Before becoming a lecturer, I worked as a professional freelance theater director for 15 years. On occasion, I have been invited to work in higher education institutions as a visiting practitioner.
I remember once I had minimal support or supervision to coordinate the 40 master’s students I had just met. The students had received little context about who I was, what we would be working on during our collaborative week, or what benefits could be gained from their participation.
This opportunity had been presented to me as a chance to undertake the research and development of a new traveling theater show with the support of the students, but it was not explained to the students. There was no institutional framework for the event and student expectations were not managed in advance which meant a difficult journey for me to make sure the benefits of learning were clear.
With effective facilitation, collaborations between students, teachers and industry professionals have significant benefits. Inviting guests or companies to work with students through intensive practice can be a great way to cultivate the soft skills essential for employability. Personal experience has taught me that there are also pitfalls when hosting industry professionals in universities, but many are negotiable or avoidable.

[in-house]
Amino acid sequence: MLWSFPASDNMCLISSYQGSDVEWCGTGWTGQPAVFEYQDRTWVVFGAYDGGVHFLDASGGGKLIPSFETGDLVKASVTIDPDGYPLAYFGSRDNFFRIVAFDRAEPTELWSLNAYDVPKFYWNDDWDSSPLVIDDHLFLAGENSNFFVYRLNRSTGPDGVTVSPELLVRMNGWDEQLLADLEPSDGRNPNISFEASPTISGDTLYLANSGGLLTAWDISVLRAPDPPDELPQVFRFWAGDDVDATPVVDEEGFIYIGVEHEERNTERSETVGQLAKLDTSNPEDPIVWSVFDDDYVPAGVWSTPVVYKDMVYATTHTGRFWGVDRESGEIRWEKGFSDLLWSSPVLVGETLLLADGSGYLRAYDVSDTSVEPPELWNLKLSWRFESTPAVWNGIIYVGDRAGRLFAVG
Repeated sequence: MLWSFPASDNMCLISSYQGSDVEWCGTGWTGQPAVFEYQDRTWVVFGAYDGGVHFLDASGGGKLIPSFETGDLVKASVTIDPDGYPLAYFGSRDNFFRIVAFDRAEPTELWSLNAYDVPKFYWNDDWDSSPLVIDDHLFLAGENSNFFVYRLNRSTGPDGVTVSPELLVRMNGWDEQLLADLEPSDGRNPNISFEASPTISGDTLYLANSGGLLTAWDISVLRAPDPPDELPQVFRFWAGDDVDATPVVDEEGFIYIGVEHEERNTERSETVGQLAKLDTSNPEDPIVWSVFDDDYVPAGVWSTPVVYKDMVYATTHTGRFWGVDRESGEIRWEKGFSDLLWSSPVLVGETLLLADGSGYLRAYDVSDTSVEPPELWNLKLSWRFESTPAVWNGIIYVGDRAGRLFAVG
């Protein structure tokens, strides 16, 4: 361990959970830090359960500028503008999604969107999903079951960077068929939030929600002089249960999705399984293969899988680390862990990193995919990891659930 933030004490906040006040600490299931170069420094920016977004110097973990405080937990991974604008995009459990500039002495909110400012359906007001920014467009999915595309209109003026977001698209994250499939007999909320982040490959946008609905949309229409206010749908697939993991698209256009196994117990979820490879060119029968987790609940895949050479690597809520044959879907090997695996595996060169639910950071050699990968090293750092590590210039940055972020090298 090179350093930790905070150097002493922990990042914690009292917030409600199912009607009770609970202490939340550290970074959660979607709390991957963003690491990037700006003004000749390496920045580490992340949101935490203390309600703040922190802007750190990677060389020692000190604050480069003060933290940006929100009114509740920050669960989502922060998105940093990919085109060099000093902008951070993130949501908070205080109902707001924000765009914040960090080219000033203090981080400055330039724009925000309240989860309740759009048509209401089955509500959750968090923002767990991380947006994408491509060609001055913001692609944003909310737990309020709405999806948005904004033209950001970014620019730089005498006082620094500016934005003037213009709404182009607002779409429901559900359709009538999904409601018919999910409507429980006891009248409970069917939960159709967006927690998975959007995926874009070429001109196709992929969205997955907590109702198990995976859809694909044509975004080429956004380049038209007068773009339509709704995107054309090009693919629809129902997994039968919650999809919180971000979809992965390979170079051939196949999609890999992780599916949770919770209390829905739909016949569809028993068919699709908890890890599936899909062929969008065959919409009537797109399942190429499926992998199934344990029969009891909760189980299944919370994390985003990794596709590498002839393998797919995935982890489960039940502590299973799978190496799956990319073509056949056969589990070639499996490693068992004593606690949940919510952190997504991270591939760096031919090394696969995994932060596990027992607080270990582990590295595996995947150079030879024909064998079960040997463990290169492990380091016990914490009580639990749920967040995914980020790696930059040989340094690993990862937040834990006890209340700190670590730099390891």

Here, I identify three common pitfalls and three key tips for tutors who want to welcome industry professionals and integrate professional skills building into an academic setting:
Common pitfalls of industry-student collaborations
1. Asymmetric advantages
The desire to respond to institutional “employability” programs by organizing meetings between industry professionals and students can lead students to feel exploited for their work. This can happen when the meeting is not designed and managed with the care necessary to clarify in advance the benefits for all stakeholders involved. Be explicit about the potential learning gains for students who engage in the project.
2. Professionals invited as pedagogical next generation
Visiting practitioners can sometimes be seen as a relief for permanent staff, who can already handle heavy teaching workloads. But the lack of support for an external practitioner from an internal point of contact who knows the culture of an institution can leave them ill-equipped to deal with complex issues, ranging from ethical policies and procedures, such as protocols around the staging of intimacy in the performance, to the particular educational needs of each student.
3. Calls to contribute without context
Invited contributors often do not have the full context of how their specific contribution might interact with the broader learning outcomes of a course or module as a whole. So how could they be supported and placed in the right context to make their contribution more meaningful?
Key tips for those coordinating collaboration with industry
1. Define a clear brief for the two industry professionals and students